come with me

Hidden in the heart of today’s Office of Readings is the episcopal motto of the first bishop of Christchurch John Joseph Grimes.

Bishop Grimes was born in East London in 1842 and was educated in England, France and Ireland before his ordination as a priest when he taught English and Classics in Ireland and in Louisiana USA.

Priest historian Neil Vaney writes of the young Grimes that “one is struck by the huge diversity of roles he had held by the age of forty: teacher, pastor, religious formator and community leader, in a great variety of different settings and diverse cultures.” Read Neil Vaney’s article at this link.

Its not difficult to imagine how the successful 45 year old Fr. Grimes felt on receiving word in 1887 that he had been appointed as bishop of Christchurch New Zealand.

He accepted the appointment and chose as his motto Si Venis Mecum Vadam.

In chapter four of the Old Testament book of Judges Deborah the prophetess sends Barak the military commander into battle. Barak is nervous and answers her: “If you come with me, I will go; if you do not come with me, I will. not go.”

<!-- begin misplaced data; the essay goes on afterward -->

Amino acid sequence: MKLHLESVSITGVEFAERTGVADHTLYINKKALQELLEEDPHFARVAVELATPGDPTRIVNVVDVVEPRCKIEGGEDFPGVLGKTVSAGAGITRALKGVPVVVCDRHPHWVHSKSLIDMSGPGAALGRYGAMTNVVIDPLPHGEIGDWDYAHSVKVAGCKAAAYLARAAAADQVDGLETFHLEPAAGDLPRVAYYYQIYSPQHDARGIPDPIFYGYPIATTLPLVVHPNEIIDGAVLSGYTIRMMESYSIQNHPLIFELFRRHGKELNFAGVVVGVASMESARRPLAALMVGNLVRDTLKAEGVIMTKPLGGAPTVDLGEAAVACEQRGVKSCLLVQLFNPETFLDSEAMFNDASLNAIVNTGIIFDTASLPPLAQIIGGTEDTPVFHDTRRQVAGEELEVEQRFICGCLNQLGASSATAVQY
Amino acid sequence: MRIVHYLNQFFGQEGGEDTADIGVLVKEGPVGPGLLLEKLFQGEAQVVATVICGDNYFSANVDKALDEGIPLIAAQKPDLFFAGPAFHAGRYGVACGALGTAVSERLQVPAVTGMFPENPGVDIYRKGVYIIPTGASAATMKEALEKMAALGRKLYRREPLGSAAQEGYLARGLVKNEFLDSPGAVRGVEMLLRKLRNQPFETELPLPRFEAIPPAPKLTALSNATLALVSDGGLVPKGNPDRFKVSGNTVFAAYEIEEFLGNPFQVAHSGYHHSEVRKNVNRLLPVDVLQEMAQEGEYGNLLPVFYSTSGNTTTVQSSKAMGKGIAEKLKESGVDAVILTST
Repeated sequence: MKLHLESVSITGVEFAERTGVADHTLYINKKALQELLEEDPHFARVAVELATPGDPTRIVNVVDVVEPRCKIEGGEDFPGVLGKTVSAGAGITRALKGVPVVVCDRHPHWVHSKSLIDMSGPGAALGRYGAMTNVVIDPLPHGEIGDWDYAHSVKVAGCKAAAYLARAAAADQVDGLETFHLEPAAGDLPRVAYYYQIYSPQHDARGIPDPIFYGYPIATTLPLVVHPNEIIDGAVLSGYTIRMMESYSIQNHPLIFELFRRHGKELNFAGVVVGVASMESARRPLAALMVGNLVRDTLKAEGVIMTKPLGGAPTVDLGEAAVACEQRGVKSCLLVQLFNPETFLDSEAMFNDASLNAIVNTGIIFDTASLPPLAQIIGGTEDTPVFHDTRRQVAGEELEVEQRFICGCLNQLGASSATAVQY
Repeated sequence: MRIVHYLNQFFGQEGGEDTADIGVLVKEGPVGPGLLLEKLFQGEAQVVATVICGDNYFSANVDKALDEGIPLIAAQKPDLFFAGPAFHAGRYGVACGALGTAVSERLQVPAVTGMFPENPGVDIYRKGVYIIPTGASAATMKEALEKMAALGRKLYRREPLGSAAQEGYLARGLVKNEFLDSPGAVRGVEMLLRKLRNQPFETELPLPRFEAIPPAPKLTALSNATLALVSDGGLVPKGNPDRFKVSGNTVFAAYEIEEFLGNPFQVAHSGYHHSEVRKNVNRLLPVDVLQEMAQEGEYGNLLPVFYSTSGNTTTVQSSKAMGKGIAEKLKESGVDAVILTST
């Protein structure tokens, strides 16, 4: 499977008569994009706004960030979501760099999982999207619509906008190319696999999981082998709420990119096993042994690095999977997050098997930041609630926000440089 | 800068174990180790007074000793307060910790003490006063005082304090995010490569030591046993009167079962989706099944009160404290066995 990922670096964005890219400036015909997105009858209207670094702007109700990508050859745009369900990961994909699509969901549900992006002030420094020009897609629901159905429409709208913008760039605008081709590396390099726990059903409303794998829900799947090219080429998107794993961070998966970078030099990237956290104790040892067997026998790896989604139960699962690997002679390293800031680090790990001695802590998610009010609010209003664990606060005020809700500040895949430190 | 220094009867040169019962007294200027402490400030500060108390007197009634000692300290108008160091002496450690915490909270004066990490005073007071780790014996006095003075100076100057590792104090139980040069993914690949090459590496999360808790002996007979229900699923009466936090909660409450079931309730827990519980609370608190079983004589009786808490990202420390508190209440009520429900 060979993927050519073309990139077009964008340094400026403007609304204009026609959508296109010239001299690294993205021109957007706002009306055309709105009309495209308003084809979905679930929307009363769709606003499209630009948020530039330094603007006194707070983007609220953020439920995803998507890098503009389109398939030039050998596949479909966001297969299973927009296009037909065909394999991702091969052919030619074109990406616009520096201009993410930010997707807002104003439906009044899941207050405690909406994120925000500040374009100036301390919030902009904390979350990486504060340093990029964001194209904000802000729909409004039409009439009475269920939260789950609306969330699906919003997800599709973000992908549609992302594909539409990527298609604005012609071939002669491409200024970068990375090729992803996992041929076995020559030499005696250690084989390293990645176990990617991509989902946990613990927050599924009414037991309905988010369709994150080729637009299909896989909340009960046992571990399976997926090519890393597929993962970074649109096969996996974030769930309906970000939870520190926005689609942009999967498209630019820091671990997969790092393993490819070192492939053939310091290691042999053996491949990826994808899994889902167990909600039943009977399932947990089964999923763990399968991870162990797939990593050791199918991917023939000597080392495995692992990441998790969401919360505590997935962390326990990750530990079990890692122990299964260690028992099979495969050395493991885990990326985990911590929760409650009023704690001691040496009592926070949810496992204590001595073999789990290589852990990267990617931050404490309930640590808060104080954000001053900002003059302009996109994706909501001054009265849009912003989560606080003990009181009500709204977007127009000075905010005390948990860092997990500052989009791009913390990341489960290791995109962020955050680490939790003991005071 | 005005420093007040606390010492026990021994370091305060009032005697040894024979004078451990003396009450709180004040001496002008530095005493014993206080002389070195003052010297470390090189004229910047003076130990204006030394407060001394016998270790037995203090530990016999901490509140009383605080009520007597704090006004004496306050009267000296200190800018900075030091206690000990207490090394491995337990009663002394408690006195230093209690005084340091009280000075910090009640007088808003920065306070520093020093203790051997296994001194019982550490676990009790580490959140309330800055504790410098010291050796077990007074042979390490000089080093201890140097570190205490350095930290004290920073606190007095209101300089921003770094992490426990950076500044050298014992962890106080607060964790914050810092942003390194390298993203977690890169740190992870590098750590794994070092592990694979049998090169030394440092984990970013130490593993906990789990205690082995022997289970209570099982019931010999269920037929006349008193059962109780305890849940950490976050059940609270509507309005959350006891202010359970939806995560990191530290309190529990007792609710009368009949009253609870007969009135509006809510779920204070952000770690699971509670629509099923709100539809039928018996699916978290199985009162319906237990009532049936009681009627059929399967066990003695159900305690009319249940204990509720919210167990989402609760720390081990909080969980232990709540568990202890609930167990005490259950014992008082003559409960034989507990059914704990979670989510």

Certainly Grimes like Barak was being called to leave what was familiar, known and reliable to head into the unknown. Like Barak, almost 3000 years later John Joseph Grimes accepted the call to risk embrace the adventure with Christ expressing his faith in the motto:

“If you come with me, I will go.”

Bishop Grimes with Anglican Bishop Julius of Christchurch

One Response to "come with me"
  1. For Bishop Grimes that must have been a hard call, almost like going into battle. Did he feel desolation? We don’t know. But this is a reminder that we are probably closer to God in desolation than in the comfort of consolation. The hard calls in life are often the way God empties us so that we can be filled with something greater.

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